Hello, Again

January 30, 2007

OK, as promised, a proper introduction since last night’s attempt veered off in all sorts of odd directions.

My name’s Phoenix, and I’m a 24-year-old woman living in a small town in Upstate New York. I work as a maid at a quaint, little inn, and keep to myself as much as possible. It’s not that I’m unfriendly, it’s just that… well, it’s complicated.

A few years ago, if you’d asked me what I planned to do with my life, I certainly wouldn’t have said anything about scrubbing the toilets that other people shit in or changing the linens after they’ve had sex — but what can you do? I had to leave college after my mom and grandmother were killed, and I found myself alone and needing a job that required little experience. There’s not a whole lot of opportunities out there for a girl who’s got no money and whose only higher education is an incomplete run as a child psychology major (with a minor in the Classics). But, really, I can’t complain: compared to some hotels where I’ve worked in the past, the inn is Shangri-La. It’s quiet and peaceful, especially during the day when I’m there and most of the guests are out, and its grounds are incredibly beautiful: lush, verdant hills abutting a large, natural lake. In fact, that’s why I always take the long way home, via foot, through the forest. The owners’ grown sons, Mark and Jared, think I’m weird for that… but I don’t care.

Home, such as it is, is a cozy, little apartment filled with books and DVDs and comfy furniture that I picked up at various yard sales and thrift stores. The previous renter painted the walls a creamy eggshell blue, and I liked the color so much that the landlord left it for me — and gave me a discount on my first month’s rent since it spared him a hassle. Billy’s a good guy. Sometimes I try and imagine what it would’ve been like to have a father like him. To have a father at all.

I’ve been here for nine months, and hope to settle in for awhile. It’s been years since I’ve stayed in any one place for very long. I call these times the “in-betweens”: they’re the calm in between the chaos; the sun peeking out from in between the storm clouds; the moments of light in between the dark.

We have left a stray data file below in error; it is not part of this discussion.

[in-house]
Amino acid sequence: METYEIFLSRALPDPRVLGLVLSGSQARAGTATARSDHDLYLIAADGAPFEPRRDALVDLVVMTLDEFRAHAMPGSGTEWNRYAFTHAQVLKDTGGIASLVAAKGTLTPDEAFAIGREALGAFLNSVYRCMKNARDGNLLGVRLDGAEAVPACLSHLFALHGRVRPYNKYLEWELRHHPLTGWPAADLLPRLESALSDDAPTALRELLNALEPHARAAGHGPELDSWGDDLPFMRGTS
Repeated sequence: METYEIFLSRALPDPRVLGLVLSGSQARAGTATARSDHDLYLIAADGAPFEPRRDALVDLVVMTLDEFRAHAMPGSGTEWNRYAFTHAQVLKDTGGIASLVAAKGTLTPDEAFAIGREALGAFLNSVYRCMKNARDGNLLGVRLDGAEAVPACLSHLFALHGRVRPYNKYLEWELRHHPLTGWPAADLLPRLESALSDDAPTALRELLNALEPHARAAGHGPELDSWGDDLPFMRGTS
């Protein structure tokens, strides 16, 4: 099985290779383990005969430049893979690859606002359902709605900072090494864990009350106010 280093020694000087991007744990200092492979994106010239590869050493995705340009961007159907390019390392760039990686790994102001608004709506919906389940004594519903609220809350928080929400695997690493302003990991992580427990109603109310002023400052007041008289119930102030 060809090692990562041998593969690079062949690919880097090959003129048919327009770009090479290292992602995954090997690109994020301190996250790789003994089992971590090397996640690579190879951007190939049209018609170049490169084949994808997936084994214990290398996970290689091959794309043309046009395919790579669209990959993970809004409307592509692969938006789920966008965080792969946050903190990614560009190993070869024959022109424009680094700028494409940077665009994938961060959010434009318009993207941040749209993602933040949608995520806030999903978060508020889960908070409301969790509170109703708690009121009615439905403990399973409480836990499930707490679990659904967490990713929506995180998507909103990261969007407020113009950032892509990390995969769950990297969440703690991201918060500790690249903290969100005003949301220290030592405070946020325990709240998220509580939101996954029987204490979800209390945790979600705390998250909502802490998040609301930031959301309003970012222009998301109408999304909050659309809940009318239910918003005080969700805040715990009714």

Well, anyway, I guess that’s really all there is to say about me, at least all that’s fit for inclusion in an introductory post. Thanks for listening.

Birth of A Blog

January 29, 2007

It’s funny, isn’t it, how even the least of us would like to believe that our lives matter — that, somehow, the infinitesimal amount of space we occupy during our brief stay in the world, makes even the smallest impact. Yet, for how many of us is that actually true?

What kind of mark will I have left behind once I’m gone? My life seems so… small. When I got the idea to start this blog, I thought it would be cathartic, a way to purge myself of all the things zig-zagging around, wily-nilly, inside my head. But, the truth is, I suddenly feel as though I have nothing of any use to say. Perhaps I’m just scared to begin; it’s been so long since I’ve had anyone who would listen.

Which makes me wonder: Where do thoughts go when there is no one with whom to share them? Is there some sort of neurological failsafe in place, so as to prevent overcrowding in the minds of those of us who spend most of our lives alone? Maybe thoughts simply cease to exist if they’ve gone unspoken long enough. How sad, to think of all the brilliance that might simply dry up and wither away, crumbling into ash, merely because it was formed in someone who hasn’t the opportunity to release it.

Hmm…I probably shouldn’t have written my first post while fueled by red wine and a staggering state of self-pity. A proper introduction tomorrow, when the ennui-buzz has worn off.